Endangered Short-tailed Albatross Nests in U.S. for First Time

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Short-tailed Albatross incubating. Photo: USFWS

Short-tailed albatross nesting (middle of image) for the first time at Midway Atoll NWR. The two decoys on either side have been used on Eastern Island for several years to attract the species. Photo: USFWS

(Washington, D.C., December 17, 2010, 2010) For the first time ever, the endangered Short-tailed Albatross has nested in the United States. Once thought extinct, the Short-tailed Albatross (STAL) has been restricted to only two breeding sites in the world —Torishima and the Senkaku Islands in Japan. The discovery of a nest on Kure Atoll, and another on Midway Atoll National Wildlife Refuge, approximately 50 miles away in the Northwestern Hawaiian Islands, marks a potential turning point for the species.

Researchers are excited by the discovery of a Short-tailed Albatross nest containing two eggs on 213-acre Kure Atoll. Of concern, however, is that the nest is apparently being tended to by two females, which raises some doubt whether the eggs in the nest have been fertilized by a male and are viable. Researchers from Kure Atoll Conservancy were able to determine that one of the Short-tailed Albatrosses is a 17-year-old female, originally banded on Torishima Island.

On Midway Atoll, a male-female pair is incubating a freshly laid egg on Eastern Island. They have been trading off incubation duties. The adult male was banded as a fledgling on Torishima Island, Japan in 1987. The female was banded as a fledgling in 2003, also on Torishima. It is not yet known whether the egg is fertile. The nest is in a plot of model Short-tailed Albatross decoys placed to attract the species and is being monitored daily by remote video camera.

The Short-tailed Albatross was once the most abundant of the North Pacific albatross species, numbering more than a million birds. It was decimated by feather hunting at the turn of the 20th Century, and by the late 1940s was thought to be extinct. In the early 1950s, ten pairs were discovered breeding on the volcanic island of Torishima, Japan. The population has now reached 3,000 individuals, with most on Torishima, but conservationists fear an eruption there could spell disaster. For the last five years, the Short-tailed Albatross Recovery Team, an international group of collaborators, has been working on establishing a new colony on Mukojima Island, also in Japan, which is safe from volcanic activity and other problems.

“It is very encouraging to see this species begin to expand and occupy its former range and even prospect potentially new breeding locations like Kure and Midway Atolls,” said Dr. Rob Suryan, chair of the Short-tailed Albatross Recovery Team.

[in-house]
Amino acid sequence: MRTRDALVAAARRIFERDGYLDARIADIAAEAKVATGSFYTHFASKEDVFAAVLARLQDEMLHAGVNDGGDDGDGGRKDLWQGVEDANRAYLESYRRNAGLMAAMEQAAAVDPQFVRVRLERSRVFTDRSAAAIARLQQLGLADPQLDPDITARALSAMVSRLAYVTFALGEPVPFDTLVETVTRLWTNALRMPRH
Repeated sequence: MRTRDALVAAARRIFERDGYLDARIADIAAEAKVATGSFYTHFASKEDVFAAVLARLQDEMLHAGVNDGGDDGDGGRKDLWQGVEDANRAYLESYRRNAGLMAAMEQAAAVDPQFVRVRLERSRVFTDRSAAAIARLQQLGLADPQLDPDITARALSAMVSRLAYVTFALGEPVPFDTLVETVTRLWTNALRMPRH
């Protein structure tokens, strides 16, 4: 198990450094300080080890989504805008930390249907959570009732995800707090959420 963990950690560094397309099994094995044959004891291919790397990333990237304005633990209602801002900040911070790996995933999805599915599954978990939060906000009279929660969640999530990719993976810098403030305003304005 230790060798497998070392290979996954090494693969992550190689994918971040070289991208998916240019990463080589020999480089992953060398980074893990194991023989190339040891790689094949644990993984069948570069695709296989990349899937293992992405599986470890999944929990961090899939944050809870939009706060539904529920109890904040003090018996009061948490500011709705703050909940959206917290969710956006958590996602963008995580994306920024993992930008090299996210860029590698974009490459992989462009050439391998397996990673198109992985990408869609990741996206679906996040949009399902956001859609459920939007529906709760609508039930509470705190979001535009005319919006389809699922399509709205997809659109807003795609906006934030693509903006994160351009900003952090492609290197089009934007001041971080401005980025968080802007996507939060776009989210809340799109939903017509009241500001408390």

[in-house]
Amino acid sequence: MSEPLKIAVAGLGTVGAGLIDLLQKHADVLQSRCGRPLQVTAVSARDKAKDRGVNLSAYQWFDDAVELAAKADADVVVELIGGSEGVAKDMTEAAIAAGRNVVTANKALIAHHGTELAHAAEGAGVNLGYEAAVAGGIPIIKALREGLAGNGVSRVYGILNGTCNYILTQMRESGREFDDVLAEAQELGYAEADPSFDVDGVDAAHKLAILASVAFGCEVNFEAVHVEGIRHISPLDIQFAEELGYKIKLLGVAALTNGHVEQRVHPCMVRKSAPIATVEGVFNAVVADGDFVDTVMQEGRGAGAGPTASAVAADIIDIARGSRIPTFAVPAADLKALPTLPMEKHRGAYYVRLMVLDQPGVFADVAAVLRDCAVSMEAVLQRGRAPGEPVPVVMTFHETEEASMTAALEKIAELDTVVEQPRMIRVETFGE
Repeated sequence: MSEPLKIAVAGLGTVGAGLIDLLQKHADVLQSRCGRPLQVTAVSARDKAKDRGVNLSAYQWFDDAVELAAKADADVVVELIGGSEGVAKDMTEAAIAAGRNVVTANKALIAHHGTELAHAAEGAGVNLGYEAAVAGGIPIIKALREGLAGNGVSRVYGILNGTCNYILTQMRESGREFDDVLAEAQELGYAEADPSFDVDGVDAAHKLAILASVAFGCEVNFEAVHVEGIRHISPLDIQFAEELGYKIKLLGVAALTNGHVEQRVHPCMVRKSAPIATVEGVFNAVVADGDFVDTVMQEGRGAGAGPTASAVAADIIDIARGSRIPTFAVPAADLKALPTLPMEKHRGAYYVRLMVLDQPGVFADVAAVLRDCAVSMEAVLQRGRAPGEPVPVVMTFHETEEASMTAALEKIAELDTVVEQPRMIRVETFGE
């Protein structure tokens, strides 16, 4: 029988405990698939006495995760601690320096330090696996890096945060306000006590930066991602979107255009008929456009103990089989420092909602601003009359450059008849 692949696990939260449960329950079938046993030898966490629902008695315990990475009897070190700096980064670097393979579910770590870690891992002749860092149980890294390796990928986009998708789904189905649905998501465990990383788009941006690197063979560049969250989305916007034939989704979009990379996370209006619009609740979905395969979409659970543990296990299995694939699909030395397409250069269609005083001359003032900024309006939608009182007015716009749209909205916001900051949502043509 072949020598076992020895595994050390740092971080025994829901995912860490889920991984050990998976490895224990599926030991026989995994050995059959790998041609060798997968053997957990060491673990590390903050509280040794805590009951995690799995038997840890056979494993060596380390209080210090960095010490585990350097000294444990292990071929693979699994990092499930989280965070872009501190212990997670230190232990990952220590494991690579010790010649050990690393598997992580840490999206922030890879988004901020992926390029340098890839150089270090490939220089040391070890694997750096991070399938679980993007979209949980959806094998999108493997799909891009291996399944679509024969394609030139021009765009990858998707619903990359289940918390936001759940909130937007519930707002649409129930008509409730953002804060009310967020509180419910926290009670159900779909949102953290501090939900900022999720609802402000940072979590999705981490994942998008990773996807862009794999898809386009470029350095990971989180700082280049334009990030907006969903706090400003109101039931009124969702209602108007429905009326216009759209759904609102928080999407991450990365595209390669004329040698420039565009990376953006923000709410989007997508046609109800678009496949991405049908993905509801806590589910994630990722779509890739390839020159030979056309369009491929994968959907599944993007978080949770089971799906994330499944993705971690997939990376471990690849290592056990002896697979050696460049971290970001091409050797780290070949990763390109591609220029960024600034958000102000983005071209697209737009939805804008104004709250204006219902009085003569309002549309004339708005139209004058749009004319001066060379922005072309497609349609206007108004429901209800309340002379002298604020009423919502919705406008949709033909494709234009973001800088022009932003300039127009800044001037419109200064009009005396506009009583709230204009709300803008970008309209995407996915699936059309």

“Establishing another secure nesting site is one of the highest priorities for the species’ recovery,” said Dr. Jessica Hardesty Norris, Director of the Seabird Program for American Bird Conservancy, the nation’s leading bird conservation organization. “ABC hopes to see healthy breeding populations in the US in the near future, either on Kure or Midway Atoll.”

In recent years, the Short-tailed Albatross pairs have also been seen performing courtship dances on Midway Atoll, which is home to the largest nesting colonies of Black-footed and Laysan Albatrosses. ABC has been working with Midway Atoll National Wildlife Refuge and other partners to eradicate invasive weeds and restore nesting habitat there.

Outside the breeding season, the Short-tailed Albatross ranges along the coasts of eastern Russia, Korea, China, Taiwan, Aleutian and the Hawaiian Islands, and rarely off the Pacific Coast of North America south to California. Kure Atoll, which is the northern-most coral atoll in the world, consists of a six-mile wide, nearly circular barrier reef surrounding a shallow lagoon and several sand islets. The State of Hawaii and the Kure Atoll Conservancy have been trying to restore the island so that it offers even higher quality habitat for nesting seabirds. Midway Atoll also consists of a circular barrier reef and several sand islets managed as Midway Atoll National Wildlife Refuge. Midway is home to millions of seabirds as well as many historically important structures dating from World War II. Both atolls are part of the Papahānaumokuākea Marine National Monument designated by President George W. Bush in 2006.


American Bird Conservancy conserves native birds and their habitats throughout the Americas by safeguarding the rarest species, protecting and restoring habitats, and reducing threats while building capacity of the bird conservation movement. For more information, visit, www.abcbirds.org


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